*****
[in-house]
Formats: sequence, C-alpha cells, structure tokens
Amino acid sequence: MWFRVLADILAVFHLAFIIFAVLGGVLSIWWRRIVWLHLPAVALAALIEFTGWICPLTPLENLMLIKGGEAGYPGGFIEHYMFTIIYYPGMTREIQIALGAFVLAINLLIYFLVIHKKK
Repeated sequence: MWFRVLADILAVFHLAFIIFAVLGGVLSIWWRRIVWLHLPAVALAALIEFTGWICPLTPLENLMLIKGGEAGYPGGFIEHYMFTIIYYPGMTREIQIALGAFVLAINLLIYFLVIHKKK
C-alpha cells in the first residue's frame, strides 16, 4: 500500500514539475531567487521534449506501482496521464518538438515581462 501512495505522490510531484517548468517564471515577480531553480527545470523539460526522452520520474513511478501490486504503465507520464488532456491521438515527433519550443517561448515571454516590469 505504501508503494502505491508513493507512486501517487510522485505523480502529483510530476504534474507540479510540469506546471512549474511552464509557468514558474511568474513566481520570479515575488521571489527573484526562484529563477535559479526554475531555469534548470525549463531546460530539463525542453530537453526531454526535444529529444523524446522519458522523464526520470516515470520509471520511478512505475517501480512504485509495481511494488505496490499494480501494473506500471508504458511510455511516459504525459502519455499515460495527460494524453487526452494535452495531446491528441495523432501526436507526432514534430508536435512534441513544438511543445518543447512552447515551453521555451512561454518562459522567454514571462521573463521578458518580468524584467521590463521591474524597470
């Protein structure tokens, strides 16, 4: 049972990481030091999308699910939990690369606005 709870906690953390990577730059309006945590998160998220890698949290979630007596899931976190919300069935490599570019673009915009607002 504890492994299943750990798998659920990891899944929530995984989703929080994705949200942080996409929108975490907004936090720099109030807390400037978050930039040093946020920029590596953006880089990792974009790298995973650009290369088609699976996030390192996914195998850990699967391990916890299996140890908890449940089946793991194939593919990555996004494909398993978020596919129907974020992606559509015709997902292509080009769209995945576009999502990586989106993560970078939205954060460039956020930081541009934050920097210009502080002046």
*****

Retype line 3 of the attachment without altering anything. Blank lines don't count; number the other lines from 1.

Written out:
Amino acid sequence: MWFRVLADILAVFHLAFIIFAVLGGVLSIWWRRIVWLHLPAVALAALIEFTGWICPLTPLENLMLIKGGEAGYPGGFIEHYMFTIIYYPGMTREIQIALGAFVLAINLLIYFLVIHKKK